Dr. Nicholas D. Harrel is a General Surgeon at Summit Healthcare. He has taken time to breakdown some of the frequently asked questions related to COVID-19. Over the next few weeks, Dr. Harrel will post answers to some of these questions to ensure our communities are educated on what you can do to stay healthy.
“I have been answering COVID-19 questions for patients, friends and family for several weeks. While I am not an infectious disease expert or an epidemiologist, I am a concerned physician and can weed through a lot of the hearsay and speculation.”
Everyone says don’t touch your face.
What ways can we spread the virus?
A: Covid-19 is currently classified as a respiratory droplet virus. It can be spread through direct contact with infected surfaces or droplets and mucous membranes (eyes, nose and mouth). Droplet transmission occurs when a person is in in close contact (within 1 m) with someone who has respiratory symptoms (e.g., coughing or sneezing) and is therefore at risk of having mucous membranes exposed to potentially infective respiratory droplets. Transmission may also occur through fomites (surfaces) in the immediate environment around the infected person. Therefore, transmission of the COVID-19 virus can occur by direct contact with infected people and indirect contact with surfaces in the immediate environment or with objects used by the infected person.
Airborne transmission is different from droplet transmission as it refers to the presence of microbes within droplet nuclei, which are generally considered to be particles <5μm in diameter, can remain in the air for long periods of time and be transmitted to others over distances greater than 1 m. This is most common during medical procedures and healthcare providers wear PPE and specialized masks (N95) to help prevent transmission.
There has been only one reported case to the WHO of Covid-19 virus appearing in fecal material and none in the blood. Antibodies have been found in both, but that is not considered a guarantee of a route of viral transmission.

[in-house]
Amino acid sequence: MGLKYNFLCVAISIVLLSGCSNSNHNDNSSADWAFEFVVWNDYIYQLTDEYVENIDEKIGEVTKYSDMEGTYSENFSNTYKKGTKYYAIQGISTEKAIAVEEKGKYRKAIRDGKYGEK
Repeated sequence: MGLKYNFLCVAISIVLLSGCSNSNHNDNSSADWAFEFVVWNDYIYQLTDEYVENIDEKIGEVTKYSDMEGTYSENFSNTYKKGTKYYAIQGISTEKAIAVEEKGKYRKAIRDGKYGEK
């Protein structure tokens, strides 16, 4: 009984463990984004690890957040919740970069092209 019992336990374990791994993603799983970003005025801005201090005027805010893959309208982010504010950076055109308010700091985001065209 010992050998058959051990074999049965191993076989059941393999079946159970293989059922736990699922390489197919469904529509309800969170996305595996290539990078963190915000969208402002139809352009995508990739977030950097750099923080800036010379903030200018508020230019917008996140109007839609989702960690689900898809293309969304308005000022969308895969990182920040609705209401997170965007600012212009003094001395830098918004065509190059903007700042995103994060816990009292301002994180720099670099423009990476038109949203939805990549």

Q: Should I wear a mask or gloves when going out into the community?
A: Gloves stop the direct transmission from a surface to the person, but they do not stop the spread from passing the virus to other surfaces. Frequent hand washing with soap and warm water for at least 30 seconds or 60% alcohol-based hand sanitizers (that completely dry) are best. Masks can serve two functions. Certain masks like n95 will stop smaller aerosolized viral particles that healthcare workers might encounter. Regular surgical and cloth masks will stop larger particles. Masks can protect you from other infected people. If you have symptoms you should wear a mask, and even if you don’t have symptoms, you should wear a mask. Covid-19 has been shown to be spread by people who show no symptoms, but are infected. But more importantly, they will act as a constant reminder to not touch our faces. Studies have shown people commonly touch their faces 16 times an hour, that’s almost 400 times a day.
Q: Do I need to wipe down every package or groceries that I come into contact with?
A: Yes, it’s what we refer to as a best practice. Meaning it has not been scientifically proven, but it makes a lot of sense and the downside is minimal when compared to the possible benefit. The virus can live on different surfaces for different amounts of time. Things that can be left outside for 72 hours will greatly decrease the chance of transmission. Other items like produce can be washed and scrubbed with soap and water for 20-30 seconds. Other packaged items can be wiped down with rubbing (isopropyl) alcohol solutions of greater than 60% or diluted bleach solutions. The CDC recommends 5 tablespoons (1/3rd cup) bleach per gallon of water or 4 teaspoons bleach per quart of water.
For more resources and information on how to stay safe, click